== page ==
I’ve run into a few challenges so far with testing Elixir processes. I would appreciate any insight you can provide.
Scenario: Process Communication
We generally build
GenServer processes in the form:
defmodule Whatever do # Client API def call_this(pid_or_name) GenServer.call(pid_or_name, …) end # Server API def handle_call(…) # ... end end
Then let’s say I have code in another process that ends up doing something like:
defmodule Other do def handle_call(…) # … Whatever.call_this(pid_or_name) end end
What’s the best way to test
Other without also needing to work with
Whatever or use mocking?
I can pass the module name to use into the process, but then I end up using
apply() everywhere internally and building parallel test APIs for everything I need to stub at some point. I’m open to better ideas.
Scenario: Periodic Task Processes
Let’s say that I want a process to periodically do some task. If it’s a simple process, I could use
Process.sleep/1 in the main loop or
These are a pain to test, if the process manages this internally, but I’ve found that I can make a process respond to a message to trigger the task and eventually trigger that with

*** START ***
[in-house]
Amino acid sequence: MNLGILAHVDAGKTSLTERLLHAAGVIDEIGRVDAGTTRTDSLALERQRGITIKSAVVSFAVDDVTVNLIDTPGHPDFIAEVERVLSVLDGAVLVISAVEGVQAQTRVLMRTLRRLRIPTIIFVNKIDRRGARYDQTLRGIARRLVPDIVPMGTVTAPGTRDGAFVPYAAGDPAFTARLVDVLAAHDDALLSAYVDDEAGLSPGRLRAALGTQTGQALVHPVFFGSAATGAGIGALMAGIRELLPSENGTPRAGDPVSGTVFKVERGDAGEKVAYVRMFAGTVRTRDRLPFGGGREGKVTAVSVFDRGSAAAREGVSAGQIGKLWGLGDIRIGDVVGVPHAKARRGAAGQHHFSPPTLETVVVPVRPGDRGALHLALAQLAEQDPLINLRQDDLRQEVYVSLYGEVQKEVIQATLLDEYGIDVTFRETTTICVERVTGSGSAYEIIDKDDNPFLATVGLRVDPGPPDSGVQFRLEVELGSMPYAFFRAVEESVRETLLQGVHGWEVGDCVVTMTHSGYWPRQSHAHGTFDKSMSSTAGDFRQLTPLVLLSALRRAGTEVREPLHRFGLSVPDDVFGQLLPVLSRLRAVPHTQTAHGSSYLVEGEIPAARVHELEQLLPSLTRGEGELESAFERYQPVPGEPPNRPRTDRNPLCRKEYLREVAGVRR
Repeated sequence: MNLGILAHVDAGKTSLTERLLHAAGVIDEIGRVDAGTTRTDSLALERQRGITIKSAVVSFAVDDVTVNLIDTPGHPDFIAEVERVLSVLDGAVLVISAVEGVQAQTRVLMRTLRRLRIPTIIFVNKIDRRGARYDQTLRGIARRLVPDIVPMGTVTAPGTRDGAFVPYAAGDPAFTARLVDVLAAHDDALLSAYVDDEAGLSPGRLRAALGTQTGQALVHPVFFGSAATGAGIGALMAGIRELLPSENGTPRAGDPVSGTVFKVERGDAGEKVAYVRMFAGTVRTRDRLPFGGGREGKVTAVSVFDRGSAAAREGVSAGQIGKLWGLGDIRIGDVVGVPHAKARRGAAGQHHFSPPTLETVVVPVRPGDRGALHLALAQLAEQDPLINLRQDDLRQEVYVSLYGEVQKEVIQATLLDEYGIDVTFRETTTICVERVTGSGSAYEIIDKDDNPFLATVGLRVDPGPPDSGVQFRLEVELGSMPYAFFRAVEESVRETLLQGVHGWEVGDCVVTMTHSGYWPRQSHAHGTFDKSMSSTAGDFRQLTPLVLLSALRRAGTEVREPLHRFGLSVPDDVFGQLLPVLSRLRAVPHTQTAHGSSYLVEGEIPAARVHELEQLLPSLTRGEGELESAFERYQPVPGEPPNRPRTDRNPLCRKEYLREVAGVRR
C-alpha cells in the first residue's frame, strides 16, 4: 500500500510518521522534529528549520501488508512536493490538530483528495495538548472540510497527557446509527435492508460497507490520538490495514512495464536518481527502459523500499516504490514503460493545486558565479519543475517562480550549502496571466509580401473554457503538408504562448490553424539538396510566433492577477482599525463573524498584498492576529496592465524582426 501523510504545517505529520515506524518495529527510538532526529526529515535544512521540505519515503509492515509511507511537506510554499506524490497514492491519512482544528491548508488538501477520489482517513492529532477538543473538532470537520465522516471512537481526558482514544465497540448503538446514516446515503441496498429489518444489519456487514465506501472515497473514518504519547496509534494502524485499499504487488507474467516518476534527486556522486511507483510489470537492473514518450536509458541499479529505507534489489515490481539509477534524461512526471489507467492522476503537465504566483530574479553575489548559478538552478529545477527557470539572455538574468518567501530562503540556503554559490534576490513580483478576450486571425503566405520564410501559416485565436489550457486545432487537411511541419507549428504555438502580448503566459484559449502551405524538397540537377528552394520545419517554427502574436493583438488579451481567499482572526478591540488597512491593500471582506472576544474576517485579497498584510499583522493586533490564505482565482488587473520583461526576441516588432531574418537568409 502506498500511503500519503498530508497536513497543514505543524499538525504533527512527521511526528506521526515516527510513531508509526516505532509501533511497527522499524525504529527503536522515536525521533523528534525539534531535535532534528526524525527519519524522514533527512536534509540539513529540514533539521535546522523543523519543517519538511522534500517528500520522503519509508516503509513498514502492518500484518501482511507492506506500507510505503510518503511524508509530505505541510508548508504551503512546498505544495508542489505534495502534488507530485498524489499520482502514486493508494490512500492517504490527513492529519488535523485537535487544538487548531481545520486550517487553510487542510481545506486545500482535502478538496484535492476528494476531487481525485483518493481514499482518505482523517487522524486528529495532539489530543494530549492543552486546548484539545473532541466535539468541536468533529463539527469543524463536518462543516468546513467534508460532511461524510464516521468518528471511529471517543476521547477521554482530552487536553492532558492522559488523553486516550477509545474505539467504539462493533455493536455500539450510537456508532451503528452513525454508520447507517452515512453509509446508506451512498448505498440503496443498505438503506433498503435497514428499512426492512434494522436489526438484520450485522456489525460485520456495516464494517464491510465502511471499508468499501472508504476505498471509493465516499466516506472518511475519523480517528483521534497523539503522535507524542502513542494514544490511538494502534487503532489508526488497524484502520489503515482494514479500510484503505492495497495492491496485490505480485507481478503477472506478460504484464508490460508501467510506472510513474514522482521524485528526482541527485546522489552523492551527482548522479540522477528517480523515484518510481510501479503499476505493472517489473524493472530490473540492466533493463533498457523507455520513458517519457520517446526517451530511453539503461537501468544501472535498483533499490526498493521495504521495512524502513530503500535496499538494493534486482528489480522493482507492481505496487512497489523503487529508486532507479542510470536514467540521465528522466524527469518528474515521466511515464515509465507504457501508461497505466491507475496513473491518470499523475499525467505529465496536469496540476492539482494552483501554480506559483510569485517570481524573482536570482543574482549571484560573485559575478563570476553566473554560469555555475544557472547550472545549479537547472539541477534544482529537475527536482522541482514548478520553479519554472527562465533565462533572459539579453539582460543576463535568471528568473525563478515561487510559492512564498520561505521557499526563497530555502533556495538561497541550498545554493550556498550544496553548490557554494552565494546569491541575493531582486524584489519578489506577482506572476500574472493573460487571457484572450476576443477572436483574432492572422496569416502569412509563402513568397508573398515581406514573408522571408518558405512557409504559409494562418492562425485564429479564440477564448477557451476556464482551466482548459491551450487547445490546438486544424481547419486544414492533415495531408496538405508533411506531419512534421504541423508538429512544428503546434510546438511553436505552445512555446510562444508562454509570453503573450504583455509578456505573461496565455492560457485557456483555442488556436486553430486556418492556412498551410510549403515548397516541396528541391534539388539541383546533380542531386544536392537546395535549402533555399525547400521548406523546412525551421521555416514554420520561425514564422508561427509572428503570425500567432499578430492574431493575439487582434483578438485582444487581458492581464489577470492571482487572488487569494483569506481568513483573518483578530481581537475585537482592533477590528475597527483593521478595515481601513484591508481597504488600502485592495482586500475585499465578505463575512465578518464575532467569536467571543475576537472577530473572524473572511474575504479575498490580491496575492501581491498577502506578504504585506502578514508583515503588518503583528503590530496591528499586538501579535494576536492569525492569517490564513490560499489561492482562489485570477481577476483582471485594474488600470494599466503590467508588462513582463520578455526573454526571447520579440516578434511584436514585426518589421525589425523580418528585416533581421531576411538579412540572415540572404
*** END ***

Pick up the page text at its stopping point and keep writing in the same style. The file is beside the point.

The move to
GenServer makes this worse.
Process.sleep/1 is out because I don’t control the loop.
:timer.send_interval/2 means I need to construct the internal message format, which feels wrong.
My best idea is to add a process that periodically calls the correct interface function for me. (And I’m back to
apply().) Are there better ways?
Scenario: Kick-starting Well Tested Processes
In solving some of these issues, I find myself facing a new challenge. I have well tested processes that just need to be wired up to each other, set to receive periodic messages, or whatever. Now the question becomes: where do I put that code?
In the OTP application structure, where do I put the little bit of “glue” or “matchmaking” code that just needs to run on startup?